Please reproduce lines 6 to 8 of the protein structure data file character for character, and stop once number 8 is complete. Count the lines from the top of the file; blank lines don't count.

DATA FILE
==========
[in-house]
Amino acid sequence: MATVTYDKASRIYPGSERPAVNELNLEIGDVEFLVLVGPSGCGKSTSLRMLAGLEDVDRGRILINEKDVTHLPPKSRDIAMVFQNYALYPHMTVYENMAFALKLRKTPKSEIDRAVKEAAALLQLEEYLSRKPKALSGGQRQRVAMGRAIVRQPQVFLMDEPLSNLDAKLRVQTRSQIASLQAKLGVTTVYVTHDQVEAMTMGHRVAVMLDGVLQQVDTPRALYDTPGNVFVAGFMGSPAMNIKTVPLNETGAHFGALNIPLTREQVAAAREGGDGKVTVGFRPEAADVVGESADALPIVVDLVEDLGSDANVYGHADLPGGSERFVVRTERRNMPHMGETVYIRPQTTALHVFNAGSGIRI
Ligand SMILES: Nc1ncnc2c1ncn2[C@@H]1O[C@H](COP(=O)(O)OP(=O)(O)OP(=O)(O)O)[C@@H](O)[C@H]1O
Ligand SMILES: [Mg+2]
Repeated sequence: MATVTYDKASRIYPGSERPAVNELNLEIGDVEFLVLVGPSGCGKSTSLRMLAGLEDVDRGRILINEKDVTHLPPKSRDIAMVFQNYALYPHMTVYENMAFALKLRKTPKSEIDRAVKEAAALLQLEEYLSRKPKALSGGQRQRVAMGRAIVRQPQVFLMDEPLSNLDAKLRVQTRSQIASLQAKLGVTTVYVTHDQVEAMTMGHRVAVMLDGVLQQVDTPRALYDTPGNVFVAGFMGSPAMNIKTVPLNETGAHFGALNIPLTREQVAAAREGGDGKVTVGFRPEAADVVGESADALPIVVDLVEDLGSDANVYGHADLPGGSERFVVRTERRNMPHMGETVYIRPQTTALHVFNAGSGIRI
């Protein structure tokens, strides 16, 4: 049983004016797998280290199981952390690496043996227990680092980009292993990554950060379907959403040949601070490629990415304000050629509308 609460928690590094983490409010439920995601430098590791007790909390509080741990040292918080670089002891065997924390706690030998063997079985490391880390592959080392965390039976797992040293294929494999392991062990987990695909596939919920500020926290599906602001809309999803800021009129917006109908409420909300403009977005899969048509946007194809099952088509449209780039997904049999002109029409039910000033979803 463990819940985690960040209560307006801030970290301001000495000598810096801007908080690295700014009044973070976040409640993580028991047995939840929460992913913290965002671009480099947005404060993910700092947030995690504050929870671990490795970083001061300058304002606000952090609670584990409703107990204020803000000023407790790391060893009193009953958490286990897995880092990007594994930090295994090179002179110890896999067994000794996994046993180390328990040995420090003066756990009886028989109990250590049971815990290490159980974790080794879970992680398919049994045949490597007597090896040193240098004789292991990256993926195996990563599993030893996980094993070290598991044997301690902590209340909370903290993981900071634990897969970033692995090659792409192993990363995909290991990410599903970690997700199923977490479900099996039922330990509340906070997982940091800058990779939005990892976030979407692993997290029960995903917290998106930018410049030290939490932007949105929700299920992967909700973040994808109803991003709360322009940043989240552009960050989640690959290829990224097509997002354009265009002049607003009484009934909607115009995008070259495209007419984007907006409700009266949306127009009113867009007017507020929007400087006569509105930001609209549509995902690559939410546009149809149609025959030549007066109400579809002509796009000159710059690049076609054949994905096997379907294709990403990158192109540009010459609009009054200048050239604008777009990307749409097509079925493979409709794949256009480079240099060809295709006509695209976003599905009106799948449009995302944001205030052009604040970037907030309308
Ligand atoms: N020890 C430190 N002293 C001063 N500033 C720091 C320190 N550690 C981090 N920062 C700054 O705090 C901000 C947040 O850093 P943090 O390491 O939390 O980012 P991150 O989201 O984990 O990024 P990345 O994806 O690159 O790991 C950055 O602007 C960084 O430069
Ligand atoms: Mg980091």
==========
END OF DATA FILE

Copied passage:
């Protein structure tokens, strides 16, 4: 049983004016797998280290199981952390690496043996227990680092980009292993990554950060379907959403040949601070490629990415304000050629509308 609460928690590094983490409010439920995601430098590791007790909390509080741990040292918080670089002891065997924390706690030998063997079985490391880390592959080392965390039976797992040293294929494999392991062990987990695909596939919920500020926290599906602001809309999803800021009129917006109908409420909300403009977005899969048509946007194809099952088509449209780039997904049999002109029409039910000033979803 463990819940985690960040209560307006801030970290301001000495000598810096801007908080690295700014009044973070976040409640993580028991047995939840929460992913913290965002671009480099947005404060993910700092947030995690504050929870671990490795970083001061300058304002606000952090609670584990409703107990204020803000000023407790790391060893009193009953958490286990897995880092990007594994930090295994090179002179110890896999067994000794996994046993180390328990040995420090003066756990009886028989109990250590049971815990290490159980974790080794879970992680398919049994045949490597007597090896040193240098004789292991990256993926195996990563599993030893996980094993070290598991044997301690902590209340909370903290993981900071634990897969970033692995090659792409192993990363995909290991990410599903970690997700199923977490479900099996039922330990509340906070997982940091800058990779939005990892976030979407692993997290029960995903917290998106930018410049030290939490932007949105929700299920992967909700973040994808109803991003709360322009940043989240552009960050989640690959290829990224097509997002354009265009002049607003009484009934909607115009995008070259495209007419984007907006409700009266949306127009009113867009007017507020929007400087006569509105930001609209549509995902690559939410546009149809149609025959030549007066109400579809002509796009000159710059690049076609054949994905096997379907294709990403990158192109540009010459609009009054200048050239604008777009990307749409097509079925493979409709794949256009480079240099060809295709006509695209976003599905009106799948449009995302944001205030052009604040970037907030309308
Ligand atoms: N020890 C430190 N002293 C001063 N500033 C720091 C320190 N550690 C981090 N920062 C700054 O705090 C901000 C947040 O850093 P943090 O390491 O939390 O980012 P991150 O989201 O984990 O990024 P990345 O994806 O690159 O790991 C950055 O602007 C960084 O430069
Ligand atoms: Mg980091």